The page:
German forest reveals clues to Nazi-murdered victims | News | DW | 08.03.2019
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German forest reveals clues to Nazi-murdered victims

Shoes, a comb and buttons of mostly female Polish and Russian captives massacred by Nazi troops have been excavated in central Germany. Forensic teams have identified only 14 of the 208 people murdered there in 1945.

Historians and archeologists in Germany's Westphalia-Lippe (LWL) region on Friday presented 400 artifacts excavated in recent months at three rural sites where in March 1945 German troops gunned down forced laborers.

Advancing American troops subsequently directed Nazi adherents to exhume bodies at two forest sites in the Arnsberg/Sauerland region for cemetery reburials.

Read more: Nazi crimes prosecutor: 'Time is running out'

An informant's anonymous tip in late 1946 led to a third site, where bodies had been concealed under a cow paddock.

Last moments forensically 'reconstructed'

Regional Westphalia-Lippe executive head Matthias Löb on Friday said his staff's work, aided by volunteers equipped with metal detectors, had turned up forensic clues on the victims' last moments, including bullets lodged in forest soils marking victims' apparent attempts to escape.

"These murders are part of our history that we must own up to," said Löb, adding that the project also sought to thwart current far-right downplaying of Germany's Nazi past.

Three groups executed

SS General Hans Kammler ordered squads of his Division für Vergeltung (Reprisal Division) to execute three groups of Polish and Russian forced laborers over three days.

LWL archeologist Manuel Zeiler said the team's "interdisciplinary and systematic" approach had been "unique" among the probes of Nazi-era crime sites in Germany – seven decades after World War II.

400 artifacts found

Many of the 400 artifacts were found in forest soils in Langenbach Valley near the town of Warstein, said LWL historian Marcus Weidner, adding that the items uncovered included shoes, colored buttons, pearls, a prayer book and lexicon in Polish, cutlery and textile fragments.

Reconstructing events at that site, the LWL said 71 victims — comprising 60 women, a child and 10 men — were apparently told to leave their meager possessions on the edge of a forestry road before being shot dead at a stream escarpment.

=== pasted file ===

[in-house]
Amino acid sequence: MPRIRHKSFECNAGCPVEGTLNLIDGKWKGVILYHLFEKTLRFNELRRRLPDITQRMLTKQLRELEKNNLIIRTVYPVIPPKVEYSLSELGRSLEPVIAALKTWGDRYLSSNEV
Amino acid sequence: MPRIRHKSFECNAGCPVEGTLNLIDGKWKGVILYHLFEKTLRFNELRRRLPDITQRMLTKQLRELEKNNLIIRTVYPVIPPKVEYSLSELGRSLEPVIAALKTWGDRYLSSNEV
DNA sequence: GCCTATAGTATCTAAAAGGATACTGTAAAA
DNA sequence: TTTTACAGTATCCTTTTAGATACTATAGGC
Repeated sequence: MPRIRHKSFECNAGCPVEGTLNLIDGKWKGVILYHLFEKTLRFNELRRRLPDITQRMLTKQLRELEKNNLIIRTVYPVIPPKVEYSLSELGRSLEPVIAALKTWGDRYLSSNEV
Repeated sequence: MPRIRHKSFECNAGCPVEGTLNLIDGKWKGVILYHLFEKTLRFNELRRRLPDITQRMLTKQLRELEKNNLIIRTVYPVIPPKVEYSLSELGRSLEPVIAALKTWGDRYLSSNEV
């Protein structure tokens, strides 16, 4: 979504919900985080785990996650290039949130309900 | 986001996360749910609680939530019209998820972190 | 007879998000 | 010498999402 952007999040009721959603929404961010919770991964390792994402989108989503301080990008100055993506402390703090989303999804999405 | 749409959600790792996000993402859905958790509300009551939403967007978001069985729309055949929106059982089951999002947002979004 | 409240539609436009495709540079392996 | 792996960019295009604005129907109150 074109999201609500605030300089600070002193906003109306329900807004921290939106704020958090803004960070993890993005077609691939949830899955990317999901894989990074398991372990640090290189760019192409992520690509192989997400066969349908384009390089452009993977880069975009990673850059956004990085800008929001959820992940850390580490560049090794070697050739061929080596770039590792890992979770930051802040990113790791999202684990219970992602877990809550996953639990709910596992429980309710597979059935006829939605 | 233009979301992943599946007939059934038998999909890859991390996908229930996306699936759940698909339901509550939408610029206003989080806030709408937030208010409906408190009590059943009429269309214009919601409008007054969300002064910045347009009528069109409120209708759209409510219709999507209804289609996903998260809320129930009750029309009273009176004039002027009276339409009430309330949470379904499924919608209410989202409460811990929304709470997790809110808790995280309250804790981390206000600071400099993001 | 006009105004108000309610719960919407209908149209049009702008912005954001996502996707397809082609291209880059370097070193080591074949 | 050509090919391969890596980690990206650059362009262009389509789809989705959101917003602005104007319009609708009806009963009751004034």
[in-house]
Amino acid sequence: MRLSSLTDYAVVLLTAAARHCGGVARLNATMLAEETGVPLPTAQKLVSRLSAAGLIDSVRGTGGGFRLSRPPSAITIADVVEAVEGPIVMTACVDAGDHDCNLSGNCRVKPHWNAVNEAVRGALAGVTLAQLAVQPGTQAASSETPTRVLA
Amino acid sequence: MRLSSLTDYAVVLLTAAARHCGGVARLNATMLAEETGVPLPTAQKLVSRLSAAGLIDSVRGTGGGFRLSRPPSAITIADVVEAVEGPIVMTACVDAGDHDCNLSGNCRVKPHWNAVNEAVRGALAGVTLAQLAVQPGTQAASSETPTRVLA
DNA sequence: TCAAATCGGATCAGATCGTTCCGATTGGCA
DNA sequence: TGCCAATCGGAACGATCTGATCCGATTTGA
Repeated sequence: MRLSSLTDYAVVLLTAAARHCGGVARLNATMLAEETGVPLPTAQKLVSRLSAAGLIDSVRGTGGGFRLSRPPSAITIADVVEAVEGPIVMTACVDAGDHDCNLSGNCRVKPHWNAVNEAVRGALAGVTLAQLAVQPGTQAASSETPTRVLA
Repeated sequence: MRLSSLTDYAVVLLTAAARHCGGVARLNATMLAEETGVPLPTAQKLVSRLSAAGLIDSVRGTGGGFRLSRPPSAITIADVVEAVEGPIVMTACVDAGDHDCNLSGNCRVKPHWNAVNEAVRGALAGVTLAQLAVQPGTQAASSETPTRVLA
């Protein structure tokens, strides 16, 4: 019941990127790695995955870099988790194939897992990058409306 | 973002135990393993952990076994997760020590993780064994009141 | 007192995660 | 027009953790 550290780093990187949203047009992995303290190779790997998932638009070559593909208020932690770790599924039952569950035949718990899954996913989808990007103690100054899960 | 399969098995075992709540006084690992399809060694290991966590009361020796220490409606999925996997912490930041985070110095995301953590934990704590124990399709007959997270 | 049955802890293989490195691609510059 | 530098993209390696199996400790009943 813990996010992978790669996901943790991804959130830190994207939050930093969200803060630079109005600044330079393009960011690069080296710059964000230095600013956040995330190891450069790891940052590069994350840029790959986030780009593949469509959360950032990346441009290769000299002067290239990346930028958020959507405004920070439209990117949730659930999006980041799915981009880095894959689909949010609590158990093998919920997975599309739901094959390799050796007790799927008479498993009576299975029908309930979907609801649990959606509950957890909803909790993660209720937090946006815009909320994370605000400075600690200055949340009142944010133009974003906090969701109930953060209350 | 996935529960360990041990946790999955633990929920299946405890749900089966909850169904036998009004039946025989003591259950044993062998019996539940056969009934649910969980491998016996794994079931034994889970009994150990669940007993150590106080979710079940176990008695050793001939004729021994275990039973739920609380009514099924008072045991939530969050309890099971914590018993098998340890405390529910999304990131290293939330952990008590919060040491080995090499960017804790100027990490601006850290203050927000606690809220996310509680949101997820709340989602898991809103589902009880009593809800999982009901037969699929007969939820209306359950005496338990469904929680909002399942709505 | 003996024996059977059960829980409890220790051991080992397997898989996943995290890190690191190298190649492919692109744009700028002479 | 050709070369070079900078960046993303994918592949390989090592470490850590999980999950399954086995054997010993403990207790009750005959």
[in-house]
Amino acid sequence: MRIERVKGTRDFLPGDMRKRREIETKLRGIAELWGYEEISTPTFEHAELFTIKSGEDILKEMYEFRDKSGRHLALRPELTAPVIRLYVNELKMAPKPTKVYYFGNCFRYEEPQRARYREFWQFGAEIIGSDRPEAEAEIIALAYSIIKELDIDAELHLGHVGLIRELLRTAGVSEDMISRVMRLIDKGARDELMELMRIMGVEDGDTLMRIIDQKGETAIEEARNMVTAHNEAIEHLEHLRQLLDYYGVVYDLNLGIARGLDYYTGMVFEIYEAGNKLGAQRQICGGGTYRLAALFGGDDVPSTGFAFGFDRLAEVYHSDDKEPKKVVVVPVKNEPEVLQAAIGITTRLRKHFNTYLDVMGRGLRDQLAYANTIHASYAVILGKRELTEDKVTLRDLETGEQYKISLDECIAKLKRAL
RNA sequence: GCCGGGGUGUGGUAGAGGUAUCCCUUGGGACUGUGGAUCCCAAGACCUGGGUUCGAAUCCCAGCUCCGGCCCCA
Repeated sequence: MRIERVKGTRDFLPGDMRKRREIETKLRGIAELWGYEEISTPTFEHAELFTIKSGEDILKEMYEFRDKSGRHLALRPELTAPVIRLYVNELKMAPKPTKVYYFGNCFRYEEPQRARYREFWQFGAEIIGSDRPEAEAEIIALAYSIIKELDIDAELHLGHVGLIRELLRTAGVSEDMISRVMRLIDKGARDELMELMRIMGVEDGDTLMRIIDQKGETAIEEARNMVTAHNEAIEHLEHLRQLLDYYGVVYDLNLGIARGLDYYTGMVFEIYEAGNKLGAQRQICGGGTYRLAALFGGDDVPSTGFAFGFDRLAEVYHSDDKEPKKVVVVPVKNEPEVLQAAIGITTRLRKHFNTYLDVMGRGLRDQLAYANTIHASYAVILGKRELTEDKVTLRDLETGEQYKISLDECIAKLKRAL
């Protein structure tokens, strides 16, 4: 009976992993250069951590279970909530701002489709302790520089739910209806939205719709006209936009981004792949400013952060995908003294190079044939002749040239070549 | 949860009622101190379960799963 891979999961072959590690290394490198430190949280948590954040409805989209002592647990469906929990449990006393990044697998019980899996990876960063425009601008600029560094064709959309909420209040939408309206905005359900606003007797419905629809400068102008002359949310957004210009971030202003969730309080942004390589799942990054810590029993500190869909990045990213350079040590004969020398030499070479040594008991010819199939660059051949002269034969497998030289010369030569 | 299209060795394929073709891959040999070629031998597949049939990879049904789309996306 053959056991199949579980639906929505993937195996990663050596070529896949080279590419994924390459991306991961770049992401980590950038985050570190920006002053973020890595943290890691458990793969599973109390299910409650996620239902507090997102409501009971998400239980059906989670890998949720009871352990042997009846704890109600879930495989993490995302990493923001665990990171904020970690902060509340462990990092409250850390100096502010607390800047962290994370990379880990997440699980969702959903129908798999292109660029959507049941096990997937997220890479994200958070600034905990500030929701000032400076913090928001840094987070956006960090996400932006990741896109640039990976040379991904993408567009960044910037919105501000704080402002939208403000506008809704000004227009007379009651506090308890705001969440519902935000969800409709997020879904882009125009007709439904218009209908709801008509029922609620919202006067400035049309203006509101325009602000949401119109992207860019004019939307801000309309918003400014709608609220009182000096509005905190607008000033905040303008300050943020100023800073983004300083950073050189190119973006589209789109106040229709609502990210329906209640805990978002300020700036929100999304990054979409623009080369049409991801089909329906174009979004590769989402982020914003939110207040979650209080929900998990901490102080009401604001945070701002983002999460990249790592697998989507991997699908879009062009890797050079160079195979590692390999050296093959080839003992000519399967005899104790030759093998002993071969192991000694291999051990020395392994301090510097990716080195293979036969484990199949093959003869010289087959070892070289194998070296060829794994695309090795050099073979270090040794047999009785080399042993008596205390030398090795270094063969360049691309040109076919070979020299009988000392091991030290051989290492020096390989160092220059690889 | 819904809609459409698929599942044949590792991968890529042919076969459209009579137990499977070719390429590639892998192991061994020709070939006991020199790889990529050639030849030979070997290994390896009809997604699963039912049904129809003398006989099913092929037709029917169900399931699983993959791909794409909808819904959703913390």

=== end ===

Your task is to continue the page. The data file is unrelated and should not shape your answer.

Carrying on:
Money stolen from them ended up in the division's cash box.   

Projectiles were found spread throughout the surrounding forest. The murderers left behind spades, said the LWL.

Atrocity's aftermath documented by Americans

Buttons and beads uncovered at the massacre site

Buttons and beads were uncovered at the massacre site

At a second site, at Suttrop near Warstein, laborers were forced to dig trenches laid out as a zigzag, in which 57 people were then shot dead by Nazi troops, said to comprise Waffen-SS and Wehrmacht soldiers.

The Americans later ordered exhumations, summoned the local population and filmed the atrocity's aftermath. Records from the-then US 95th Infantry Division about Warstein are held in the USA's Eisenhower Archive. 

"A short while ago I took a phone call from an elderly woman who was involved in the operation," Weidner told regional WDR public broadcaster.

"And, in the literature there are many accounts by persons who still remember the scenes, the smells, that are strongly etched in their minds."

Harmonica, Soviet coins

The third site re-examined from last year into January 2019 had turned up a harmonica, a spectacle case and a comb, said the LWL, as well as Soviet coins and a spoon.

At that site, Eversberg near the town of Meschede, Nazi troops had detonated mortars to make a cavity, in which they shot 80 people and then concealed the victims under the paddock.

The tip given to British military sector forces in November 1946 led to those remains being exhumed in 1947 and being placed alongside other remains at Meschede's Fulmecke Cemetery, which is soon to be renovated.

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Only 14 identified

Weidner said only 14 of the 208 victims had been identified, thanks in part to research conducted abroad.

The latest work offered the chance to link victims to potential descendants and overcome past reticence in finding out "who was shot dead here," Weidner told WDR.

More than 13 million people were conscripted by Hitler's regime as forced laborers, many to work as slaves as part of the Nazi arms buildup.

The LWL is a regional conglomerate that runs schools, clinics and museums servicing nine cities and 18 counties on the eastern fringe of North Rhine-Westphalia state.

ipj/sms (dpa, KNA)

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